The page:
- Moody's Investors Service on Tuesday lowered its outlook for the medical device sector to stable from positive, citing a global economic slowdown and shift in healthcare resources toward fighting the novel coronavirus.
- Hospitals will dedicate capacity to treating infected patients and postpone elective procedures such as hip and knee replacements. The disruption is expected to dent medtech sales in the near term, Moody's said in a report.
- M&A activity will drop, particularly larger transactions, as companies proceed with caution until the duration of the pandemic becomes clearer, the credit ratings agency predicted.
The fast-spreading pandemic is causing a credit shock across sectors, regions and markets. With the healthcare industry focused on addressing the virus, Moody's is forecasting a pullback in device use in the first half of 2020 and a moderate recovery in the second half. That prediction hinges on successful efforts to halt the virus' spread.
The recession of 2008-2009 offers a blueprint for what a coronavirus-driven medtech slowdown could look like. Sales of critical products such as cardiology devices were less affected during that period, while orthopaedic procedure volumes were flat in 2009 before rebounding to a 3% to 4% growth rate soon after, Moody's said.
The ratings agency reduced its medtech sector EBITDA forecast to a 2% to 4% annual growth rate over the next 12 to 18 months, down from a previous outlook of 5% to 6% growth. Revenues, excluding the impact of currency fluctuations, are predicted to grow at a similar pace.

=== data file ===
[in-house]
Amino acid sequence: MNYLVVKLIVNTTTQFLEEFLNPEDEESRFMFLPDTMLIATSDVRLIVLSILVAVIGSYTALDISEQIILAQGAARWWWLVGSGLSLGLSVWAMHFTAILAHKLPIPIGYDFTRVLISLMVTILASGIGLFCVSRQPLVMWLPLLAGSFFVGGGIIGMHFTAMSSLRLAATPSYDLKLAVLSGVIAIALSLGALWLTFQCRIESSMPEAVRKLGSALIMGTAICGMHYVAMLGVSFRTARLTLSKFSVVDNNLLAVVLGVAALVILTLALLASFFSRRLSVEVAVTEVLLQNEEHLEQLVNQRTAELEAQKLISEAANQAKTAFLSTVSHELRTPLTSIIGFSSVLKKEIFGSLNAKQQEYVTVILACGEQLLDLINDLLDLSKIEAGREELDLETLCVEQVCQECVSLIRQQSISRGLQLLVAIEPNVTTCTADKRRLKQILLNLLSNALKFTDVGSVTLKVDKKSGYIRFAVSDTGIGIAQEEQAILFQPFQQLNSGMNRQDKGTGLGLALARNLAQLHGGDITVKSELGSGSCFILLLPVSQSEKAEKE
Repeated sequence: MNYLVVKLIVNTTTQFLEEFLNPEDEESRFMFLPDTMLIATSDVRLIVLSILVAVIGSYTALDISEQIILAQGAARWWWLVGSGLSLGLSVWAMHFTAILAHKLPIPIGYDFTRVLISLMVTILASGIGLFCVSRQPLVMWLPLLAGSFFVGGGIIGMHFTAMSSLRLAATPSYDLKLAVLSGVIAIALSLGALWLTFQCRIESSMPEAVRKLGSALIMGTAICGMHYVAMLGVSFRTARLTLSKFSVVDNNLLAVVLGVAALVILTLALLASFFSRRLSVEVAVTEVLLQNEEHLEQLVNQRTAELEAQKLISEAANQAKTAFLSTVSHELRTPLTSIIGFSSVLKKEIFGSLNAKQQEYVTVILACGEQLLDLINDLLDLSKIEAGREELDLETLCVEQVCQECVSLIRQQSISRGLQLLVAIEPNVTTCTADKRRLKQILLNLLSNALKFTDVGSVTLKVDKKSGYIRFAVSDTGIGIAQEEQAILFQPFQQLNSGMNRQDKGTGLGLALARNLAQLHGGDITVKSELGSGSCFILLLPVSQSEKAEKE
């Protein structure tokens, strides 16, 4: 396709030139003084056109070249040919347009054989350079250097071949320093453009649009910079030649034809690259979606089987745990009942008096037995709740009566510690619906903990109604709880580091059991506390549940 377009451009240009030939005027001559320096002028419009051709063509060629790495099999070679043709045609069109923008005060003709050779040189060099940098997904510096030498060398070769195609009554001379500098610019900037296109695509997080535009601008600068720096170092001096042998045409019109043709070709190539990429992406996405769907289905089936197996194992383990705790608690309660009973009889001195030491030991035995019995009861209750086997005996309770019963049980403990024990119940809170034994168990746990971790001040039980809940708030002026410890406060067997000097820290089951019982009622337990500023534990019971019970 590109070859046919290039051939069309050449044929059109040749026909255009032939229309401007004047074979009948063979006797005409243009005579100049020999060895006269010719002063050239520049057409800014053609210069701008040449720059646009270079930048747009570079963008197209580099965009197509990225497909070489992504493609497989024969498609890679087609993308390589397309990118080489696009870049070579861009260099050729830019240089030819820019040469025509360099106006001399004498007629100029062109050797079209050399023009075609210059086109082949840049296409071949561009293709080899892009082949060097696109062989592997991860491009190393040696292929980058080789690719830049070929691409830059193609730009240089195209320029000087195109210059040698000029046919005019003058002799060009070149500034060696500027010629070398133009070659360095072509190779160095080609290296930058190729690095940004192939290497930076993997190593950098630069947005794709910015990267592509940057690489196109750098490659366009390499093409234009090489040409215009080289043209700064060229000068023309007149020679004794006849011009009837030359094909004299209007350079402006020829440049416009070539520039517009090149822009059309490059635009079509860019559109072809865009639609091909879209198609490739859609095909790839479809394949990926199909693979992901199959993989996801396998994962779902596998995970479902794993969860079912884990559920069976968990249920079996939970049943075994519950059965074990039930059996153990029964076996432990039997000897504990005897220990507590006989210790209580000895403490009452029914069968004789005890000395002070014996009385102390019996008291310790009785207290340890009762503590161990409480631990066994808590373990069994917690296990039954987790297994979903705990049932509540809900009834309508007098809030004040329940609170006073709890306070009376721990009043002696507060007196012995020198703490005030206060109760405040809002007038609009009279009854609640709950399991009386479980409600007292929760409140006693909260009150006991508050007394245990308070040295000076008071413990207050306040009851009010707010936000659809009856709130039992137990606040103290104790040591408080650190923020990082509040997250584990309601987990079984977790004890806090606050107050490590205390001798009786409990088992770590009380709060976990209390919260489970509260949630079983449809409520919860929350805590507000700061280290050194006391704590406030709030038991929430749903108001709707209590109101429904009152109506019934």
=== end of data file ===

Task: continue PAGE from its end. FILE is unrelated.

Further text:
The Centers for Disease Control and Prevention is advising healthcare facilities and clinicians to reschedule inpatient and outpatient elective surgical and procedural cases, to free up hospital capacity for the outbreak. Urgent and emergency visits and procedures should be prioritized in the coming weeks, CDC said. Routine dental and eyecare visits should also be postponed.
In New York, one of the hardest-hit states, Mayor Bill de Blasio on Monday signed an emergency executive order requiring hospitals and ambulatory service centers to cancel the surgeries they deem elective.
Moody's said lower sales for device companies from deferred orthopaedic surgeries and other procedures will be only partially offset by higher demand for products such as respirators, pumps and saline. Deferred procedures will resume over time but will initially encounter operating room bottlenecks. "Over time, patients will have these procedures and the majority of near-term deferred surgeries will be recovered," Moody's said.
The agency also expects large deals in the sector to dry up for the time being. While Stryker hopes its $5.4 billion purchase of Wright Medical will close this year, Moody's said Stryker and other medtechs, including Boston Scientific, Danaher and Becton Dickinson, will be focused on debt repayment over the next 12 months. "That said, lower equity valuations could help fuel more M&A, though greater visibility into the global economic outlook will likely be necessary before companies commit to significant transactions," Moody's said.